• May interact with some medications including some antifungals and HIV antiretrovirals.

Notes: In general, seniors or children, people with certain medical conditions (such as liver or kidney problems, heart disease, diabetes, seizures) or people who take other medications are more at risk of developing a wider range of side effects. For a complete list of all side effects, click here.

Bottom Line

Suboxone is a combination medicine containing buprenorphine and naloxone that is used to treat adults addicted to opioid medications. It should be used in conjunction with a complete treatment program that includes counseling and behavioral therapy. Although less likely to be abused than methadone, the potential for abuse still exists.

Tips

  • Suboxone should always be used as part of a complete treatment plan that includes counseling and psycho-social support. Subutex (buprenorphine) tablets are usually used initially for induction before Suboxone is prescribed.
  • Suboxone sublingual tablets should be placed under the tongue and allowed to dissolve. Swallowing the tablets reduces their effectiveness.
  • Continued treatment with Suboxone usually depends on compliance with all elements of the treatment plan and abstinence from illicit drug use.
  • Take exactly as directed; do not misuse.
  • Seek immediate medical help if you develop blurred vision, are excessively sleepy or uncoordinated, have slurred speech, have slowed reflexes or breathing, or have significant problems thinking.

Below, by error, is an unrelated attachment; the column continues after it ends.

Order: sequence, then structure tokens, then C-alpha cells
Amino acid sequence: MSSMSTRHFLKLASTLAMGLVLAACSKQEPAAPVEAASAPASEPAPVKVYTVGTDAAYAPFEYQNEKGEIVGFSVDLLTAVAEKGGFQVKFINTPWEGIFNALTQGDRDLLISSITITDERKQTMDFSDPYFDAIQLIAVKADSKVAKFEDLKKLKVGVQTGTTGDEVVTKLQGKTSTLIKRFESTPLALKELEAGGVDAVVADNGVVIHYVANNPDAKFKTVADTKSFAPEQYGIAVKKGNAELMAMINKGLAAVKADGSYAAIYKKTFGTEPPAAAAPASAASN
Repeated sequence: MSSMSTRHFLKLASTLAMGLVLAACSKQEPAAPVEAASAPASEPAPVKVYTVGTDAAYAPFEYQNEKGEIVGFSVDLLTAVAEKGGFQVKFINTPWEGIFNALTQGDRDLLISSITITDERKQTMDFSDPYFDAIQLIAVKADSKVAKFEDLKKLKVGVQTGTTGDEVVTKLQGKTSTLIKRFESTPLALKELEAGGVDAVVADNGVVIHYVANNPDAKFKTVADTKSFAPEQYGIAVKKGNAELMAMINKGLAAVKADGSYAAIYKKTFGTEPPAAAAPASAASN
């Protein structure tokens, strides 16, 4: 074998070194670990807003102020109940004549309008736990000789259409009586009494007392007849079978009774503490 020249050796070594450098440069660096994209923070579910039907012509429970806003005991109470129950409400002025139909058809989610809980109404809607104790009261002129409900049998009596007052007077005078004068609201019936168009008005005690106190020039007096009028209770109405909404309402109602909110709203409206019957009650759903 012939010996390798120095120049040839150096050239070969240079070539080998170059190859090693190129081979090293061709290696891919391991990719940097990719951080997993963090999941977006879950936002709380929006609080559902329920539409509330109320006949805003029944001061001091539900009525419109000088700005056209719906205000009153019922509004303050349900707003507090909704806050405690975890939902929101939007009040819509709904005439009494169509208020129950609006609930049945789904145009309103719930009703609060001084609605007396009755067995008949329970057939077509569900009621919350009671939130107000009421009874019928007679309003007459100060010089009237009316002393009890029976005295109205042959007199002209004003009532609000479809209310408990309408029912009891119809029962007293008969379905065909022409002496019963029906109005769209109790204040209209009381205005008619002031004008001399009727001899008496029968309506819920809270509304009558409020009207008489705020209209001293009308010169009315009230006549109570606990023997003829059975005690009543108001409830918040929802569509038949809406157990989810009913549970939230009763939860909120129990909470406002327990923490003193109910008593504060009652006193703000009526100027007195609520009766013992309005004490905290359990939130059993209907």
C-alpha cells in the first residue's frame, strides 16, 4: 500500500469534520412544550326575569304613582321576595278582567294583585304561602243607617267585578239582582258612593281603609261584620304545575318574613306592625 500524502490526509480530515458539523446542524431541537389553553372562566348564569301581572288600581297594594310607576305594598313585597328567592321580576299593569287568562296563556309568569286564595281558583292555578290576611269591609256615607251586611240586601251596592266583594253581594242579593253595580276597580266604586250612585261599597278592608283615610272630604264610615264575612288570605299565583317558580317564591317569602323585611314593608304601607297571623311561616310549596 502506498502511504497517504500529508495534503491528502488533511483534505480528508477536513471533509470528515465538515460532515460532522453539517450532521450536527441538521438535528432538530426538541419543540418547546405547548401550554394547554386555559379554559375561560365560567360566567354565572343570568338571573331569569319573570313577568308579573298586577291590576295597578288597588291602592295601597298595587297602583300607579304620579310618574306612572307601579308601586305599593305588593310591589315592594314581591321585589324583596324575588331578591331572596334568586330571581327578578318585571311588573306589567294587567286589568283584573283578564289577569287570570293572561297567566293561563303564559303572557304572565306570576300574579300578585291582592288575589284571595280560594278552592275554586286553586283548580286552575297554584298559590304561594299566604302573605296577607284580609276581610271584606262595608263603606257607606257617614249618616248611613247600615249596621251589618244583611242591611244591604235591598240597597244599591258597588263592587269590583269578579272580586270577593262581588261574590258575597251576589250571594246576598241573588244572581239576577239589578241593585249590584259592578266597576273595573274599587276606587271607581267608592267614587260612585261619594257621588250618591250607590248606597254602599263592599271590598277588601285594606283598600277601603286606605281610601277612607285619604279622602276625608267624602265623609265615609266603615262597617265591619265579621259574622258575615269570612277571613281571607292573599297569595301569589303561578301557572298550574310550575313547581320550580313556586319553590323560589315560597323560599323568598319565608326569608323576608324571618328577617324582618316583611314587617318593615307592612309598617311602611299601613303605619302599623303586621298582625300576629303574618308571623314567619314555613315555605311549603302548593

Response and Effectiveness

  • Quickly absorbed via the sublingual route. Maximum concentrations reached within two hours.
  • There may be a difference in effectiveness between Suboxone sublingual tablets and Suboxone sublingual film. Those switching may need to be monitored for over or under-medication.

References

  • Remember, keep this and all other medicines out of the reach of children, never share your medicines with others, and use Suboxone only for the indication prescribed.
  • Disclaimer: Every effort has been made to ensure that this information is accurate, up-to-date, and complete, but no guarantee is made to that effect. Drug information contained herein may be time sensitive. This drug information does not endorse drugs, diagnose patients or recommend therapy. It is an informational resource designed as a supplement to, and not a substitute for, the expertise, skill, knowledge and judgment of healthcare practitioners. The absence of a warning for a given drug or drug combination in no way should be construed to indicate that the drug or drug combination is safe, effective or appropriate for any given patient. Drugs.com does not assume any responsibility for any aspect of healthcare administered with the aid of this information. The information contained herein is not intended to cover all possible uses, directions, precautions, warnings, drug interactions, allergic reactions, or adverse effects. If you have questions about the drugs you are taking, check with your doctor, nurse or pharmacist.

Copyright 1996-2017 Drugs.com. Revision Date: 2017-11-12 20:22:01